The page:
In a one-way-acting actuator, the air chamber on one side of the diaphragm is opposed to the other side of the diaphragm using an internal spring. The internal spring, called the range spring, moves the actuator in the opposite direction when the air pressure in the air chamber is reduced. The range spring also acts like a fail-safe mechanism, allowing the actuator to rotate to either an open or closed position when the air supply to the actuator is interrupted. Depending on the external shape, the spring is mounted adjacent to the diaphragm or adjacent to the diaphragm plate.
The actuator stem is connected to the diaphragm plate and is supported by guides through the top of the yoke. When the air pressure increases and the diaphragm moves, the plate moves in a corresponding form. Linear motion is transmitted directly to the actuator stem, which pushes the closing element within the valve. The actuator is mounted on the valve body with a yoke to indicate the position of the actuator or industrial valve, and to support the actuator rod, so that the actuator rod and the valve stem are connected. It also makes attachment easy to install. For diaphragm actuators, the most common connection method between the valve body and the actuator is a threaded yoke nut. Use a clamp to prevent accidental rotation of the actuator stem and valve stem, and the clamp should be equipped with an indicator to indicate the actuator or valve position.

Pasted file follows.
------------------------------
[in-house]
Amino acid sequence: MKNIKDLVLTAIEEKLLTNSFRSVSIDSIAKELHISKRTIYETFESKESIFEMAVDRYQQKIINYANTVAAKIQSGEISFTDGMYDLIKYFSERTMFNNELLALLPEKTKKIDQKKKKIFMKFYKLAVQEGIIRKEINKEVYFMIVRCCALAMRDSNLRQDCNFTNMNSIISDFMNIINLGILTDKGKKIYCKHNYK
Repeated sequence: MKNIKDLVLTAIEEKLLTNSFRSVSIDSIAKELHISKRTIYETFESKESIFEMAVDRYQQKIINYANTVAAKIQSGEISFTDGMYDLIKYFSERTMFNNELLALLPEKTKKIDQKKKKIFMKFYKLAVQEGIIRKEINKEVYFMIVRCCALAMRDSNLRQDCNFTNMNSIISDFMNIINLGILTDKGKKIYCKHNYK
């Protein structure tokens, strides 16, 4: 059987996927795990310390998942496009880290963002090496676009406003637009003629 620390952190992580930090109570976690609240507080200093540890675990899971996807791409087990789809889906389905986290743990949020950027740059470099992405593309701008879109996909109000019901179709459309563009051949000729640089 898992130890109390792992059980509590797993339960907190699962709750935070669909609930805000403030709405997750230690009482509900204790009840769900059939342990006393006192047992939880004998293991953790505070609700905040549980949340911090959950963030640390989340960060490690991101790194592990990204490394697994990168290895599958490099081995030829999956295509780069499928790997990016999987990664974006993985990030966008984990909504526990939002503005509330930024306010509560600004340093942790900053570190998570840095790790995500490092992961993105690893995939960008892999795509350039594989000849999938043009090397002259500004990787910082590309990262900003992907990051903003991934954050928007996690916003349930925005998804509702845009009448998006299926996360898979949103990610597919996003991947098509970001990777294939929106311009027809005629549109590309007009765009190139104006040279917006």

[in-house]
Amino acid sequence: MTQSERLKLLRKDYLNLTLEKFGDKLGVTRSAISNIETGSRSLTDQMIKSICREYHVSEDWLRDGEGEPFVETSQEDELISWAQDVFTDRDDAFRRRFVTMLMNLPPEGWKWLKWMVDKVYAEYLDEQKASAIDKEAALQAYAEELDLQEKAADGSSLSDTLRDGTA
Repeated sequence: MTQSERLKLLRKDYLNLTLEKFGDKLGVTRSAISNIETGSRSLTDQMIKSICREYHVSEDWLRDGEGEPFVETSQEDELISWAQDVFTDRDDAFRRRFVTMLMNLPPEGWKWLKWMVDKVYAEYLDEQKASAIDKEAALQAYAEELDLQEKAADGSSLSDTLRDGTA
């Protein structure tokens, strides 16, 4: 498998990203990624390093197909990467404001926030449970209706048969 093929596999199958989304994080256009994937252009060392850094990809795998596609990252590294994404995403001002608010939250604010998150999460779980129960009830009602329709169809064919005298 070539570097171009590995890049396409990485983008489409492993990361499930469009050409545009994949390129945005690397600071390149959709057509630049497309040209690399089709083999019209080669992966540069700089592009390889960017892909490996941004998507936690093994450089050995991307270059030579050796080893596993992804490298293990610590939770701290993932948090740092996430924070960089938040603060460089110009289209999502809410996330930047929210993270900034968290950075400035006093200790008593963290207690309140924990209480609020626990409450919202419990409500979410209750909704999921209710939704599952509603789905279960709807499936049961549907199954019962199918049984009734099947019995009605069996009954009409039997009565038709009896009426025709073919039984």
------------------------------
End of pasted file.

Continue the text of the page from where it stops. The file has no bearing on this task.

For the convenient one-way acting diaphragm mechanism, the air signal from the controller to the actuator has a double function. It first provides the positioning signal, and secondly, it provides the power to generate the required thrust, which should be able to overcome the process force and friction. , Gravity, Closing Element Weight, and the counterforce created by the Range Shot. Diaphragm actuators have two structures of forward action and reverse action. For the positive acting configuration (Figure 5.9), compressed air is fed to the actuator, which extends the actuator stem and closes the valve.
This also means that, in the event of air loss, the actuator will retract the actuator stem and keep the valve open, keeping it open. For the reverse acting configuration (Figure 5.10), when air pressure is delivered to the actuator, the stem contracts and the valve opens. If the air supply or air pressure is interrupted, the actuator moves to the extended position and the valve closes.